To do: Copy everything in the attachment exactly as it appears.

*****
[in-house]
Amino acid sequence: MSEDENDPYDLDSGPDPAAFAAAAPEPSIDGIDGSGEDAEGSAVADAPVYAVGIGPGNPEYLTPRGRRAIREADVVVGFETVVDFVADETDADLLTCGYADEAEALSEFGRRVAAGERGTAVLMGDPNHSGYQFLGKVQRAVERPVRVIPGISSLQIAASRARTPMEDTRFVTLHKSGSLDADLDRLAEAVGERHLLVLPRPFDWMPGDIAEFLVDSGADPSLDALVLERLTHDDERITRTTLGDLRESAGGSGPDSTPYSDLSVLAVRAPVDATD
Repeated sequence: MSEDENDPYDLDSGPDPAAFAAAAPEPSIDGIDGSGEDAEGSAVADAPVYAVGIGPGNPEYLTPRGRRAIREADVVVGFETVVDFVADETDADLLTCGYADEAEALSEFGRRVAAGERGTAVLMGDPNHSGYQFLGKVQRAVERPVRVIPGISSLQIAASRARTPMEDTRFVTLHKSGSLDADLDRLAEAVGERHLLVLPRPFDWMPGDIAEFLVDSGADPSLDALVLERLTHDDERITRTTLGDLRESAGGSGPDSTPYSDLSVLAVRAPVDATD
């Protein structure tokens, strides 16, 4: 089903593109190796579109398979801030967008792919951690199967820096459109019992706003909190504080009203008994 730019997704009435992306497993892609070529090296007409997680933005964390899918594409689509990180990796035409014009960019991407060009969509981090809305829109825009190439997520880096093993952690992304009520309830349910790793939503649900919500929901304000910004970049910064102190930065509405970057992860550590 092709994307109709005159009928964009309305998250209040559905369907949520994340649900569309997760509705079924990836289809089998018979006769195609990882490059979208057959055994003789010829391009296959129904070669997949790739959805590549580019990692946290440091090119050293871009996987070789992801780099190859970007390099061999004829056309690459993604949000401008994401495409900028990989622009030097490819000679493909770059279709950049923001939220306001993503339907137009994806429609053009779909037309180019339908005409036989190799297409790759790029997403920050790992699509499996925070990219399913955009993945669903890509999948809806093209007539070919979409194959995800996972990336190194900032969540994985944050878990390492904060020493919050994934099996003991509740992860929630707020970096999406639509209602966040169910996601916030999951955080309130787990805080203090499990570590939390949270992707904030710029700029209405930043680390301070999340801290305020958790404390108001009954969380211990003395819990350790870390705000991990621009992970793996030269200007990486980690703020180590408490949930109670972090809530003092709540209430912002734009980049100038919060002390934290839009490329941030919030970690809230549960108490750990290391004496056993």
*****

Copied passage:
[in-house]
Amino acid sequence: MSEDENDPYDLDSGPDPAAFAAAAPEPSIDGIDGSGEDAEGSAVADAPVYAVGIGPGNPEYLTPRGRRAIREADVVVGFETVVDFVADETDADLLTCGYADEAEALSEFGRRVAAGERGTAVLMGDPNHSGYQFLGKVQRAVERPVRVIPGISSLQIAASRARTPMEDTRFVTLHKSGSLDADLDRLAEAVGERHLLVLPRPFDWMPGDIAEFLVDSGADPSLDALVLERLTHDDERITRTTLGDLRESAGGSGPDSTPYSDLSVLAVRAPVDATD
Repeated sequence: MSEDENDPYDLDSGPDPAAFAAAAPEPSIDGIDGSGEDAEGSAVADAPVYAVGIGPGNPEYLTPRGRRAIREADVVVGFETVVDFVADETDADLLTCGYADEAEALSEFGRRVAAGERGTAVLMGDPNHSGYQFLGKVQRAVERPVRVIPGISSLQIAASRARTPMEDTRFVTLHKSGSLDADLDRLAEAVGERHLLVLPRPFDWMPGDIAEFLVDSGADPSLDALVLERLTHDDERITRTTLGDLRESAGGSGPDSTPYSDLSVLAVRAPVDATD
């Protein structure tokens, strides 16, 4: 089903593109190796579109398979801030967008792919951690199967820096459109019992706003909190504080009203008994 730019997704009435992306497993892609070529090296007409997680933005964390899918594409689509990180990796035409014009960019991407060009969509981090809305829109825009190439997520880096093993952690992304009520309830349910790793939503649900919500929901304000910004970049910064102190930065509405970057992860550590 092709994307109709005159009928964009309305998250209040559905369907949520994340649900569309997760509705079924990836289809089998018979006769195609990882490059979208057959055994003789010829391009296959129904070669997949790739959805590549580019990692946290440091090119050293871009996987070789992801780099190859970007390099061999004829056309690459993604949000401008994401495409900028990989622009030097490819000679493909770059279709950049923001939220306001993503339907137009994806429609053009779909037309180019339908005409036989190799297409790759790029997403920050790992699509499996925070990219399913955009993945669903890509999948809806093209007539070919979409194959995800996972990336190194900032969540994985944050878990390492904060020493919050994934099996003991509740992860929630707020970096999406639509209602966040169910996601916030999951955080309130787990805080203090499990570590939390949270992707904030710029700029209405930043680390301070999340801290305020958790404390108001009954969380211990003395819990350790870390705000991990621009992970793996030269200007990486980690703020180590408490949930109670972090809530003092709540209430912002734009980049100038919060002390934290839009490329941030919030970690809230549960108490750990290391004496056993």